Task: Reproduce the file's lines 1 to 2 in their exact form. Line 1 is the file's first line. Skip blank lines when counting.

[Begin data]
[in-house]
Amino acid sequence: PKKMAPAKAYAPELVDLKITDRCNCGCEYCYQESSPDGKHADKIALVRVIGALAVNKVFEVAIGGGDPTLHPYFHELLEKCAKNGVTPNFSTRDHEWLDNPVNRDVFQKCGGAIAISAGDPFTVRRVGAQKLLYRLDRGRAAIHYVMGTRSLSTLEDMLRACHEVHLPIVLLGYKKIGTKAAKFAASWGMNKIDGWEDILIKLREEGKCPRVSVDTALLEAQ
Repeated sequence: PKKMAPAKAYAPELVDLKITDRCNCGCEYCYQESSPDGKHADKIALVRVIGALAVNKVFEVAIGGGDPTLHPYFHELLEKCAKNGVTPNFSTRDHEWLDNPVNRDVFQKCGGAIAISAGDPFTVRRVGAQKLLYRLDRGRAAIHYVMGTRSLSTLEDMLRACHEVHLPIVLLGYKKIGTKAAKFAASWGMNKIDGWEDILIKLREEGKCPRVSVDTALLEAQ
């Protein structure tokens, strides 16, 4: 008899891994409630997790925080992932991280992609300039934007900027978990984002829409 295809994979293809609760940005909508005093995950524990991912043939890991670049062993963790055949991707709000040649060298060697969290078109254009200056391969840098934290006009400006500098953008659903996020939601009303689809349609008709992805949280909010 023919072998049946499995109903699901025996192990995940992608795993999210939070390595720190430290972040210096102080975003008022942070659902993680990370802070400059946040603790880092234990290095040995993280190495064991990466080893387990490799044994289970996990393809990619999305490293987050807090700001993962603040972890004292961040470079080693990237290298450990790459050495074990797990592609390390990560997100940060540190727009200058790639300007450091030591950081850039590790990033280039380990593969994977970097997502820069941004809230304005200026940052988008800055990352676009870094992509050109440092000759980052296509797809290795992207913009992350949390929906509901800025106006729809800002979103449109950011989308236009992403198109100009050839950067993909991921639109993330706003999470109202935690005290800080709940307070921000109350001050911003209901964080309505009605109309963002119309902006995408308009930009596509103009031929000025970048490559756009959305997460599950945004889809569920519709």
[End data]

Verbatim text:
[in-house]
Amino acid sequence: PKKMAPAKAYAPELVDLKITDRCNCGCEYCYQESSPDGKHADKIALVRVIGALAVNKVFEVAIGGGDPTLHPYFHELLEKCAKNGVTPNFSTRDHEWLDNPVNRDVFQKCGGAIAISAGDPFTVRRVGAQKLLYRLDRGRAAIHYVMGTRSLSTLEDMLRACHEVHLPIVLLGYKKIGTKAAKFAASWGMNKIDGWEDILIKLREEGKCPRVSVDTALLEAQ